The earliest reference in Rarotongan traditions to the variety of clubs used as weapons occurs in the story of Tu-tarangi, an ancestor who lived 33 generations before the ancestor Tangiia of Raiatea.
Tu-tarangi sent his son to fell a tree named Te Ii-matoa-iavaiki to make weapons and ordered the wood be taken to Tane.
Tane, upon receiving the wood, requested a ta’unga carver so Tu-tarangi sent Raurumaoa.
Tane directed Raurumaoa’s work, reciting an incantation to facilitate the splitting of the wood and to give the weapons power (mana).
The wood was made into eight weapons of different types and each was given a proper name.
They were Tokotoko (Ni’oni’o-roroa), Aro (Te Aroaro-rangi), Kounga (Te Pivai-rangi), Mata-Tupa (Te Mata-tua-vere), Rupo (Te Po’opo’o-rangi), Korare (Te Iti-rarerare), Tao (Rau-tiare) and ‘Akatara-kuri (Puapua-inano).
When the weapons were finally smoothed, they were placed in a house next to Tane’s dwelling, named Oro-kete, which contained an altar to the god Rongo-ma-Tane.
After the weapons had been placed in order on the platform, Raurumaoa returned to Tu-tarangi and advised the weapons were finished in particular Ni’oni’o-roroa (long teeth), which was named after the teeth of Tu-tavake.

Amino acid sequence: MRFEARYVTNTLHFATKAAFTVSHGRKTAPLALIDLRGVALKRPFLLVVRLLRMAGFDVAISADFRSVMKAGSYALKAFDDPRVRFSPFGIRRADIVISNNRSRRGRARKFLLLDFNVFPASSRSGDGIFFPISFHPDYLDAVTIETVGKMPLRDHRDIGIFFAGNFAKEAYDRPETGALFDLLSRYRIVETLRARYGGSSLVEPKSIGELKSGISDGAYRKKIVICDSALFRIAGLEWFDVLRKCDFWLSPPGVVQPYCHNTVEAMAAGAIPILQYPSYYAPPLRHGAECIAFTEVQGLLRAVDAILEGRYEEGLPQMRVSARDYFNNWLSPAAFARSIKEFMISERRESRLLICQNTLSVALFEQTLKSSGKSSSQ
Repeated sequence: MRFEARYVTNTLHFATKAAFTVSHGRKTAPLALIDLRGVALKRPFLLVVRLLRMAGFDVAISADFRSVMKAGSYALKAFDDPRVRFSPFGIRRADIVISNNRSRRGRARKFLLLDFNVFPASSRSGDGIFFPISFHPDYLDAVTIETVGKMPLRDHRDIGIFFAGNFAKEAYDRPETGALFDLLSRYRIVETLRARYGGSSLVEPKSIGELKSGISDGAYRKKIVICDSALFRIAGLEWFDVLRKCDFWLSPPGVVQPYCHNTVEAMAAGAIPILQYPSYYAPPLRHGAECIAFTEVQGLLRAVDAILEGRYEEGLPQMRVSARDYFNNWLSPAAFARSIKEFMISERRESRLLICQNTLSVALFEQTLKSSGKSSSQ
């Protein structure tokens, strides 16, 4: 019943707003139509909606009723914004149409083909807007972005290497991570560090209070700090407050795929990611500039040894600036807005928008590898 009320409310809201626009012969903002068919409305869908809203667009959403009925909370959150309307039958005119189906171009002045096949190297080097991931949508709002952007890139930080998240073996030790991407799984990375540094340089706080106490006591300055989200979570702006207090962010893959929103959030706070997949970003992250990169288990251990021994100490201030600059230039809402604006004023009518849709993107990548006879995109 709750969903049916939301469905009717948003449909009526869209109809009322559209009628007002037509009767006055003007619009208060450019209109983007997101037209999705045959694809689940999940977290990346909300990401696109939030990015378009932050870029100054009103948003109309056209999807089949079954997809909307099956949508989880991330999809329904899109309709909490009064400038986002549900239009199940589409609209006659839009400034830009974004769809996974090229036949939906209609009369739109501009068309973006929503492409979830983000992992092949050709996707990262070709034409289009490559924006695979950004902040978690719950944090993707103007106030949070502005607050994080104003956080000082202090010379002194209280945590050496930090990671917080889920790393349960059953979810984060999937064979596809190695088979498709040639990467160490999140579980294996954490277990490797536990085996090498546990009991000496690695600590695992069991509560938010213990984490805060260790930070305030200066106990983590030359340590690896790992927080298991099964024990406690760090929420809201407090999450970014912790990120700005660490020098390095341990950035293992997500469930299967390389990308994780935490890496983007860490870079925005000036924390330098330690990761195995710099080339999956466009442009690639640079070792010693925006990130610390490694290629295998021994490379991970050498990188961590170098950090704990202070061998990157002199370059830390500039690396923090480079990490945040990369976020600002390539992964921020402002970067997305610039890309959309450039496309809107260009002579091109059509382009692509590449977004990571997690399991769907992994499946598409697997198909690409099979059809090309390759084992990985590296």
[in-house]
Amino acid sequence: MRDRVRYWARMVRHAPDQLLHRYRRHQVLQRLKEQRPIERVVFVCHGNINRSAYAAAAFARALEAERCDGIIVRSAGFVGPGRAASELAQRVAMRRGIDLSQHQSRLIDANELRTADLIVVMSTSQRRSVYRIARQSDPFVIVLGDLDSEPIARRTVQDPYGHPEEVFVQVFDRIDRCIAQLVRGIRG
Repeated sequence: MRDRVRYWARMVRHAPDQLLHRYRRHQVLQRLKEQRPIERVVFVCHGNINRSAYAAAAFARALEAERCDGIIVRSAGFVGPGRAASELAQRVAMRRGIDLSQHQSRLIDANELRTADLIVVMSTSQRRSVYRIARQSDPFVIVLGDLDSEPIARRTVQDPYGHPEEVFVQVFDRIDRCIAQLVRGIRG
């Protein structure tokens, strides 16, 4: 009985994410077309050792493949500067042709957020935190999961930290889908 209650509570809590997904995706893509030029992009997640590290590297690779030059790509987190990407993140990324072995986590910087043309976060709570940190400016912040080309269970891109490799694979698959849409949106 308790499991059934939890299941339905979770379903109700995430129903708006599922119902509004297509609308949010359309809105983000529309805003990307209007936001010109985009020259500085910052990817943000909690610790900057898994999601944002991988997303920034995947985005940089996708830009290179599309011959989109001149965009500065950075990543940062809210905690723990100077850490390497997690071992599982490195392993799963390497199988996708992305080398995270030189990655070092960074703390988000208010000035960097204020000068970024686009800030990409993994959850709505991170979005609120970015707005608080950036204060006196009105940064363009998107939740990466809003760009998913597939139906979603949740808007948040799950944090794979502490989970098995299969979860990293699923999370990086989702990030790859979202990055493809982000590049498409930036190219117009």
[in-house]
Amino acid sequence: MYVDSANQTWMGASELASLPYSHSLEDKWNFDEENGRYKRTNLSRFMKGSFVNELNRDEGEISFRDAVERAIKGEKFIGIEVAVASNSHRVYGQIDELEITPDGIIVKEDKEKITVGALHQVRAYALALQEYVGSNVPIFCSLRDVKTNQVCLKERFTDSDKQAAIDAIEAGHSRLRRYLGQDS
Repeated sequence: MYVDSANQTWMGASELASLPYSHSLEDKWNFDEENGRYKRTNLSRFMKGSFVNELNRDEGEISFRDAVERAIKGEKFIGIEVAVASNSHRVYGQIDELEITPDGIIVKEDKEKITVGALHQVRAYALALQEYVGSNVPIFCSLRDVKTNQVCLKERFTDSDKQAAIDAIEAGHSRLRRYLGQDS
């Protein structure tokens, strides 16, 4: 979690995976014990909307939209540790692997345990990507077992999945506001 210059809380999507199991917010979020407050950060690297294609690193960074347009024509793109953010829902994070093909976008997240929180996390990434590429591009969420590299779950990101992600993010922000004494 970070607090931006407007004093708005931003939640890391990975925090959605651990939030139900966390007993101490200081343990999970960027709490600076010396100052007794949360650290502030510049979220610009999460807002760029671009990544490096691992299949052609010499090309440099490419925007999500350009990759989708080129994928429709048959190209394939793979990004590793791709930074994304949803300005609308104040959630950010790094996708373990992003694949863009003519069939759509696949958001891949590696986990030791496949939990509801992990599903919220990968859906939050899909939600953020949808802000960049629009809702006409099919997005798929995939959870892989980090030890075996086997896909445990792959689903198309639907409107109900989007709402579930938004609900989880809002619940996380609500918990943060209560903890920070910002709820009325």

Tu-tarangi sent his leading warrior Kuru to take possession of the weapons.
When Kuru entered the house Oro-kete the structure shook.
Kuru examined all the weapons and chose Ni’oni’o-roroa in spite of Tane’s warning that it was a weapon of ill omen that would destroy the land.
As Kuru left the house he poised the weapon Ni’oni’o-roroa in his hands and chanted “Whose is the weapon that will succeed in war? It belongs to Rongo, to Tane, to Rua-nuku, to Tu, to Tangaroa.”
Having dedicated his weapon to the major gods to give it power he struck and killed four children of Tu-tavake to remove the tapu of newness.
Kuru then fought with Tane-au-vaka the enemy of Tu-tarangi and slew him.
Maru-mamao challenged Kuru after his battle with Tane-au-vaka, and during the fight cleverly maneuvered so that the sun shone in Kuru’s eyes.
With this momentary advantage, Maru-mamao struck his foe in the face with a toki (adze).
This was how the weapon Ni’oni’o-roroa fell into the hands of Maru-mamao.
By the early 1900s people were still able to enumerate the names of old weapons which occurred in their traditional history.
A manuscript of Ariki Kainuku refers to a tokotoko weapon of Maru-mamao in the Takurua festival.
Source: Arts and Crafts of the Cook Islands Te Rangi Hiroa Pg 278.
Research material sourced from the National Library, Ministry of Cultural Development.
The National Museum welcomes information on the history of Cook island artefacts through our Website, https://www.culture.gov.ck/national-museum.
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